How you speak to yourself is so important. What you tell yourself will determine how you feel about yourself and your mood.
A little self-criticism is healthy. To be a little self-critical helps you to grow and develop. But it is so important that it is tempered with plenty of kindness and self-compassion. An example of this would be taking responsibility for your mistakes and accepting them, while also seeing them as precious lessons to help you grow.
Are you kind to yourself? Or do you criticise yourself and beat yourself up? Do you forgive yourself for your mistakes?
How would it feel to be your own best friend? Could you imagine being as kind to yourself as you are to someone you really care about?
Your inner critic is that internal voice that tells you that you aren’t good enough or that you can’t do it. Your inner critic might tell you that you never do anything right or other such damaging negative talk. It may sound very much like someone in your past who told you such things.
Maybe this was a parent, or a friend or a partner. Maybe you still have people in your life who tell you these things and reinforce the negative beliefs you already hold about yourself.
Wherever this inner critic came from, the good news is that you can take back control and start to give yourself the love and care that you deserve. You can learn to become your own best friend and treat yourself with the love and care that you deserve.
So how do you do this? How do you shut up that inner critic?
The answer is through self-compassion.
Self-compassion is the practise of treating yourself as you would a really good friend. If a good friend tells you that you are going through a tough time, you wouldn’t say that’s your own fault and you deserve it. You would probably want to give them some kindness and love and nurture. When you give yourself that sort of treatment then you are practising self-compassion.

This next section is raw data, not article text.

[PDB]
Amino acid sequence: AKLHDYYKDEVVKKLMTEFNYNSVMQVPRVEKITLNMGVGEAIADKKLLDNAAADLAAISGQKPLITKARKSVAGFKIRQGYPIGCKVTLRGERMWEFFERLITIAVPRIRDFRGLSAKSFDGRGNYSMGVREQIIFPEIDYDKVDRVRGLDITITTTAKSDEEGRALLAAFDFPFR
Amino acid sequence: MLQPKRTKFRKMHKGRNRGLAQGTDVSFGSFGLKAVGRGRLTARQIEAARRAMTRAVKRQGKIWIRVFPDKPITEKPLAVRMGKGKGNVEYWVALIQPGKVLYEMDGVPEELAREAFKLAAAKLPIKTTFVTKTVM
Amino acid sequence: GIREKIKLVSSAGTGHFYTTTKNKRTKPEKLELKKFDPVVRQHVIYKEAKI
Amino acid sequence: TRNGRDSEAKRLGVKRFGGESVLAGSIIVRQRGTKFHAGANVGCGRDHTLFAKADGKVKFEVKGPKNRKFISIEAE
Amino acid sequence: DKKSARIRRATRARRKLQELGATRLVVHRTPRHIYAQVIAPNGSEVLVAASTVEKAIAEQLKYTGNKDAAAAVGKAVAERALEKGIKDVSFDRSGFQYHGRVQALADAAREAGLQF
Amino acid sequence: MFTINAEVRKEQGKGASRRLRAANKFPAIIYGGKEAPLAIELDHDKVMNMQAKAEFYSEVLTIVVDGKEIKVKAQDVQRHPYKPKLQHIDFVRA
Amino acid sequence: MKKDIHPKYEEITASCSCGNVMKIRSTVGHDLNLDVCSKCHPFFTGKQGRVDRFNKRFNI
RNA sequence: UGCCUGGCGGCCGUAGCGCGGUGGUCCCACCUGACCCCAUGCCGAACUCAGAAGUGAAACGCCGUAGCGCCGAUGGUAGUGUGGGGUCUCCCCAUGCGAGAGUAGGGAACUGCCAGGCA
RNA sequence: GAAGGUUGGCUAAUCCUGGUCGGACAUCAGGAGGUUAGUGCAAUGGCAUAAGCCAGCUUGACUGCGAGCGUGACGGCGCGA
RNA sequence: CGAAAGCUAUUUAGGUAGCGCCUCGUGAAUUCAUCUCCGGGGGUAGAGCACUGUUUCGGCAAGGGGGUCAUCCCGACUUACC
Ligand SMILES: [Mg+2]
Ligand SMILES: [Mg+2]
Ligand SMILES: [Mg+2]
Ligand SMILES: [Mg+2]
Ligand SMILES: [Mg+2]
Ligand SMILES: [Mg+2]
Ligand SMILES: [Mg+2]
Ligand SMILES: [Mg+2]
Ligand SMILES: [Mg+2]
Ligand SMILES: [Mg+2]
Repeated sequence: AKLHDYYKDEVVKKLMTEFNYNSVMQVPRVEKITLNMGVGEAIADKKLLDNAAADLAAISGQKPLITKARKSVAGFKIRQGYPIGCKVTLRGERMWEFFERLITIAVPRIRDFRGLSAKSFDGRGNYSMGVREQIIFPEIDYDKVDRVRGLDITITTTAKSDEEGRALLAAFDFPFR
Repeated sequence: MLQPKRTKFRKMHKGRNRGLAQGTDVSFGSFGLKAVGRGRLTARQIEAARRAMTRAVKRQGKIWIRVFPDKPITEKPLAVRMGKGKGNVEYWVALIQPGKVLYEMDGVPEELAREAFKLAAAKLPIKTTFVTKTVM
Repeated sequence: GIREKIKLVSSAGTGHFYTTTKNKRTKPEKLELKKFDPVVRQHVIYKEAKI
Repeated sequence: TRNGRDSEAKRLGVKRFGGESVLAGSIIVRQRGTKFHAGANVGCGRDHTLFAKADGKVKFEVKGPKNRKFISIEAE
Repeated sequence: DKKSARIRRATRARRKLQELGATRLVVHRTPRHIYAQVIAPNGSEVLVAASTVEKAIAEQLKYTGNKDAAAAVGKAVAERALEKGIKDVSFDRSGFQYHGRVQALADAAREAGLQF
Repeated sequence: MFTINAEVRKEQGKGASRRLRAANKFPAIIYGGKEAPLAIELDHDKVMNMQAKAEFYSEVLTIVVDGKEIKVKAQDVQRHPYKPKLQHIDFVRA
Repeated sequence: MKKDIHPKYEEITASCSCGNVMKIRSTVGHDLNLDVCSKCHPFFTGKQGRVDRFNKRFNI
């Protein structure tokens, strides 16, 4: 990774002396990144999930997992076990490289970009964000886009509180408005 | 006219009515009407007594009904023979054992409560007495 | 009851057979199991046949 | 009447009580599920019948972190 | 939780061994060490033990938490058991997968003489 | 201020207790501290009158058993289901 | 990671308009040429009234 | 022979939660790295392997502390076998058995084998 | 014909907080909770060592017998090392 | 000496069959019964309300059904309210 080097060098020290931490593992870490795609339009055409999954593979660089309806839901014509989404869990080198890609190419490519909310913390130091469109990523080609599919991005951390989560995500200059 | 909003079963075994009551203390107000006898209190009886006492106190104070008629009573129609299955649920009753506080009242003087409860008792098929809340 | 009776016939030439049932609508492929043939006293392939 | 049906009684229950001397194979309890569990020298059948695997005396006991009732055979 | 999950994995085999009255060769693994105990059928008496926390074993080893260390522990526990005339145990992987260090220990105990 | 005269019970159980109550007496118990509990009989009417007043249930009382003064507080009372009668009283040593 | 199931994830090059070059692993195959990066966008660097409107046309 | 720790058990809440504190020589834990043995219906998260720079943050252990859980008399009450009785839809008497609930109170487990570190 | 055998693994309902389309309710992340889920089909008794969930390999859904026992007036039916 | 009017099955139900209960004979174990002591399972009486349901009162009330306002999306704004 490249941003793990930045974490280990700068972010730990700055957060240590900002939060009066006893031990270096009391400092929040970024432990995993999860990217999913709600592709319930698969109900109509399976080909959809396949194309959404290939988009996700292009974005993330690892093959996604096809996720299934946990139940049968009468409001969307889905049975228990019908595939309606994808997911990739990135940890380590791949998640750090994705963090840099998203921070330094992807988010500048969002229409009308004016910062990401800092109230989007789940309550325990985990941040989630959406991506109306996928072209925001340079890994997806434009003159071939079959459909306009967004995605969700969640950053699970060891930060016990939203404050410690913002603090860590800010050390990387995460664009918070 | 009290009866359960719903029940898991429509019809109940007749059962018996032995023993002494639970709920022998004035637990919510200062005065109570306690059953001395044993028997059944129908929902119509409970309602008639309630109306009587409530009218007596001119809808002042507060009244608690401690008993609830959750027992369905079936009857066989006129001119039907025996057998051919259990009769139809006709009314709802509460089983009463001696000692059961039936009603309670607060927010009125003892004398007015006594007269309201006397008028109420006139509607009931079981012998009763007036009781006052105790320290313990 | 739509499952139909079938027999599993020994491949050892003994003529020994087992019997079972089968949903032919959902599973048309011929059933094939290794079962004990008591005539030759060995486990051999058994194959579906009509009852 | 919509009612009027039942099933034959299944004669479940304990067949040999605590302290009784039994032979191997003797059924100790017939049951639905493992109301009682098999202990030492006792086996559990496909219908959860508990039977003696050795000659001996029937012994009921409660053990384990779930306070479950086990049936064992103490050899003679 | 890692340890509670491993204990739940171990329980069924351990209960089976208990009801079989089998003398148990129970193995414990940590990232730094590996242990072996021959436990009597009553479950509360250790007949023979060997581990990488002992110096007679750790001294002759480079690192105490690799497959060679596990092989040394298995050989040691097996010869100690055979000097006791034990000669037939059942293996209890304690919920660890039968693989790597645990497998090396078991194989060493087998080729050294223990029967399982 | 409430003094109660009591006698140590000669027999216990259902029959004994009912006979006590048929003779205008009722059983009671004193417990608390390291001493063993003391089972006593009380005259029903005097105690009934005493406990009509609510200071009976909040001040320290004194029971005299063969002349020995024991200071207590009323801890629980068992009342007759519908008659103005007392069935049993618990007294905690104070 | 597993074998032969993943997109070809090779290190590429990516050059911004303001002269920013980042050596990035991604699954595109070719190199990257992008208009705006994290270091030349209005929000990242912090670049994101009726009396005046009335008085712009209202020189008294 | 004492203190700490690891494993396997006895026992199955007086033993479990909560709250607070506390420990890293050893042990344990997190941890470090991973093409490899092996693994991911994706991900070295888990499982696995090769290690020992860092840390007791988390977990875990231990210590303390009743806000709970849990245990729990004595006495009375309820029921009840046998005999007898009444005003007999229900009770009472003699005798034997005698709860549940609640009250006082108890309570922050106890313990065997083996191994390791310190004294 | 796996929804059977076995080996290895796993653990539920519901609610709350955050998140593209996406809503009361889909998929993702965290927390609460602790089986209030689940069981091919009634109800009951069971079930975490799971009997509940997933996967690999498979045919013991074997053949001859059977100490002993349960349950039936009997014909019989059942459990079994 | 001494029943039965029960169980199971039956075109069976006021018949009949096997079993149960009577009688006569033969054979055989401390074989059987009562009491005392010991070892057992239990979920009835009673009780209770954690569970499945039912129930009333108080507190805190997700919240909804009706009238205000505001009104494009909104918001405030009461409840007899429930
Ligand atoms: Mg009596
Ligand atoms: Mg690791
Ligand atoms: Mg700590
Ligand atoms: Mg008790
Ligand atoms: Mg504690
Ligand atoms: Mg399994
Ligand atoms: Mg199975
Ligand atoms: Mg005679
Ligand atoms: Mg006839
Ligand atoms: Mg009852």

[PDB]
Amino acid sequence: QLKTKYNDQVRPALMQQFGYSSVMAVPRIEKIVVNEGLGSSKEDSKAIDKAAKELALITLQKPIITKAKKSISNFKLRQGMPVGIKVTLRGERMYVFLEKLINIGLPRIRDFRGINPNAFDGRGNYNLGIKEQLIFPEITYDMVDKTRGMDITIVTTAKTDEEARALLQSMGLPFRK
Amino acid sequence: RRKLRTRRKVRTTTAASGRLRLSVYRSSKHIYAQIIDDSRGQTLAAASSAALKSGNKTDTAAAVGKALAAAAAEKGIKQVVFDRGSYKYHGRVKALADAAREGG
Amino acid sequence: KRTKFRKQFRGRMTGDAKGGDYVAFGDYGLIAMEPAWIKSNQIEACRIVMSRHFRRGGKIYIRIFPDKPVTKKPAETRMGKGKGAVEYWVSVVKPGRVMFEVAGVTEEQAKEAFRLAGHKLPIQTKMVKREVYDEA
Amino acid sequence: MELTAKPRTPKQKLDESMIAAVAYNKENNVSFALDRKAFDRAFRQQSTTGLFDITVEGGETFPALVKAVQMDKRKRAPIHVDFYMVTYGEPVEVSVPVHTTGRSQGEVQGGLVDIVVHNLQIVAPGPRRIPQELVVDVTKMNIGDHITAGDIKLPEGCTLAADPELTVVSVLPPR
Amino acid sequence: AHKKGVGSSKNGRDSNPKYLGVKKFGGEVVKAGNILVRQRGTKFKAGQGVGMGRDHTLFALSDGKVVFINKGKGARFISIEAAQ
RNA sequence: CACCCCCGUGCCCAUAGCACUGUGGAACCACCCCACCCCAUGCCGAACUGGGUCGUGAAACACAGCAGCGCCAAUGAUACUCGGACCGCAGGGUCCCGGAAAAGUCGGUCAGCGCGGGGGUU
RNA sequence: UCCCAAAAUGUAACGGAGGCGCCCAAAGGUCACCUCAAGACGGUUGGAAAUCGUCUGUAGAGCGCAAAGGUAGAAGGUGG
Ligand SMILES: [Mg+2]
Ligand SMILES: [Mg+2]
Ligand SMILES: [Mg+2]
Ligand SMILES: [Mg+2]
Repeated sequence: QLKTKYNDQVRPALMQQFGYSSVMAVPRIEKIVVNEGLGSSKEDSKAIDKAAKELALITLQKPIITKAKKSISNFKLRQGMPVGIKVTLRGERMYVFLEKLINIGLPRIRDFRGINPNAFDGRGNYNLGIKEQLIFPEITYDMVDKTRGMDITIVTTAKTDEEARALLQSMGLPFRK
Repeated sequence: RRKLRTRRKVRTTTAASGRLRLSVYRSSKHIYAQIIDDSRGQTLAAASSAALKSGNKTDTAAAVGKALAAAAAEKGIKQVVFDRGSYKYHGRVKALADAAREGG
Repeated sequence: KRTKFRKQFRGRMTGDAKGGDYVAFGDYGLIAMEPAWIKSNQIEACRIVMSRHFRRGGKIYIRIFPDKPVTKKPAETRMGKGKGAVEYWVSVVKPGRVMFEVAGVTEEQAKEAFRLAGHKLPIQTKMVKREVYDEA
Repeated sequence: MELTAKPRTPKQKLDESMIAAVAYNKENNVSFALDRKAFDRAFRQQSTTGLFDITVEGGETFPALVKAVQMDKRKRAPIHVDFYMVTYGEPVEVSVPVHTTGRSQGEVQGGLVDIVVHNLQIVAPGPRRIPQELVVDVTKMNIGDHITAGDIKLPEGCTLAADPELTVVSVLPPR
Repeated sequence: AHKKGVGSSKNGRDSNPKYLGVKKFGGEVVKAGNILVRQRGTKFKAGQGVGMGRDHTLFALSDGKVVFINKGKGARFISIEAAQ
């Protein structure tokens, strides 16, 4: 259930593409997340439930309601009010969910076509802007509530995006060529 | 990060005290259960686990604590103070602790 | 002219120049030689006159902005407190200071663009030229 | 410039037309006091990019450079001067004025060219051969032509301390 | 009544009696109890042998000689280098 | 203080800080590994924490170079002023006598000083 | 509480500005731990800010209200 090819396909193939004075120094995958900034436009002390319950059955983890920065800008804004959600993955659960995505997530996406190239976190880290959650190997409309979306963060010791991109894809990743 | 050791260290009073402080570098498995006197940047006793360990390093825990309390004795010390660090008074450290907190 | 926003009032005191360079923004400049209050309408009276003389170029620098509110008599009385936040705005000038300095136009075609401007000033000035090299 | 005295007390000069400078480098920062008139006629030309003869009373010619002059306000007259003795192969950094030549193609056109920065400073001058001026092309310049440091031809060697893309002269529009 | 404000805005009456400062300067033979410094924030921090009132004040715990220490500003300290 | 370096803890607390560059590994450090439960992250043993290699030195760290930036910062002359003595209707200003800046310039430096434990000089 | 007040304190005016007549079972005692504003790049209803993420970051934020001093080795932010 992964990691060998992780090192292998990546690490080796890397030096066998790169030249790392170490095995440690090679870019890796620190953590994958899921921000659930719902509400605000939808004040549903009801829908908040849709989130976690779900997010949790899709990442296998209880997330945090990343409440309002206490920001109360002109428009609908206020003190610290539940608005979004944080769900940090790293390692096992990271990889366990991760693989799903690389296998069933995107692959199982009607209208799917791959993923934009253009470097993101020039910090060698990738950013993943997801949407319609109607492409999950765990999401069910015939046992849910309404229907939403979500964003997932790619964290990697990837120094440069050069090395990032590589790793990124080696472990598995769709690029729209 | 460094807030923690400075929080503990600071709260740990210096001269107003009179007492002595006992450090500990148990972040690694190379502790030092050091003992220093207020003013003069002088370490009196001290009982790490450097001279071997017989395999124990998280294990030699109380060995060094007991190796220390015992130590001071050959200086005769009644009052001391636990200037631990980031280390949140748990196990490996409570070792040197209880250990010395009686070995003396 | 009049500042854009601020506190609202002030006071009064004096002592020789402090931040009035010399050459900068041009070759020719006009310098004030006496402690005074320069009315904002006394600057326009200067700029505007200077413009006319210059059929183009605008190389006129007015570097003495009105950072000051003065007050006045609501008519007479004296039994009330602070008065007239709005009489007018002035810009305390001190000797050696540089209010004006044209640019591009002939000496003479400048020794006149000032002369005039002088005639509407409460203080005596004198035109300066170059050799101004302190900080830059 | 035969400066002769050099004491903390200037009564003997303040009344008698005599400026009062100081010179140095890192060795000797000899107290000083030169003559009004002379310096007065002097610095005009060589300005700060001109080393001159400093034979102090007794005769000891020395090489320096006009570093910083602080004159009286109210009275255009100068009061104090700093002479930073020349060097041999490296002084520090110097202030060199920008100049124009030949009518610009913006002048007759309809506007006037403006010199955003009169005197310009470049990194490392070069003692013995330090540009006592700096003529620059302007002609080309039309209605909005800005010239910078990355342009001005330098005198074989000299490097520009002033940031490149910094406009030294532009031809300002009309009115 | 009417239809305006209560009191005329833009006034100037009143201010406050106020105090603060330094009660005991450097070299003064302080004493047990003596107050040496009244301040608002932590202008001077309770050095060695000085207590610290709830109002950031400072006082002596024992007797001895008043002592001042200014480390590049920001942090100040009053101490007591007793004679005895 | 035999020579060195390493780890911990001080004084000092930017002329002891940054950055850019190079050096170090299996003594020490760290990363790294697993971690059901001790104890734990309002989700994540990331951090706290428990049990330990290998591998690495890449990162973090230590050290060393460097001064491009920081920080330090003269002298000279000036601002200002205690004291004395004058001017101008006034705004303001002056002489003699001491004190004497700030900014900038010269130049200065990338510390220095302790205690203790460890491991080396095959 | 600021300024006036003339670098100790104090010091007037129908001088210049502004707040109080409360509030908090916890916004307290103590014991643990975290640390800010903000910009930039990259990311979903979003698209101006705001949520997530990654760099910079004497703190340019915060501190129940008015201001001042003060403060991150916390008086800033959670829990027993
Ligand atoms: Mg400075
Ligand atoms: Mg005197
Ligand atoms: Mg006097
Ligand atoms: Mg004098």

Starting to practice self-compassion can be as simple as writing down some things that you really like about yourself. Listing a few really positive aspects about yourself can really help you start to connect with self-compassion.
If you struggle initially to think of good things about yourself, you could ask a friend what they like about you.
Imagine yourself as a small child. This could be your own child, or you could imagine yourself when you were a child. Imagine that this child is going through a bad time and feels hurt. What would you say to that child? What might they need to comfort them and make them feel better? This will help you to connect with your own inner child and will help you to start to recognise what you need and give yourself more of it.
Allow yourself to be vulnerable and imperfect. No one is perfect, and we all have flaws and faults and that is absolutely healthy and good. When you start to accept that you don’t have to be strong, perfect or flawless, you can open yourself up to self-compassion.
Through journaling, you can explore the sort of negative self-talk you use at present. Getting those self-criticising words down on paper and reviewing them is very powerful. Once you have them down there, you can practise replacing that negative language with a kinder, self-compassionate language.
For example, you may currently say to yourself that you are a constant failure and you never get anything right. This is so negative and self-critical. Maybe you could replace this by saying; “I am trying my best, and I make mistakes, but I am learning from them and improving.” This will immediately shift your mindset to a more self-compassionate one.
If you are thinking, “I am a bad person”, you could try shifting this to I am a good person who has done something bad. Any shift away from the negative language will help your practise of being more self-compassionate.
Remember that you are not alone. Everyone on earth has an inner critical voice that doubts and nags and says horrible things sometimes. The good news is that with practice, you can start to replace that negative voice with a kinder, nurturing self-compassionate voice.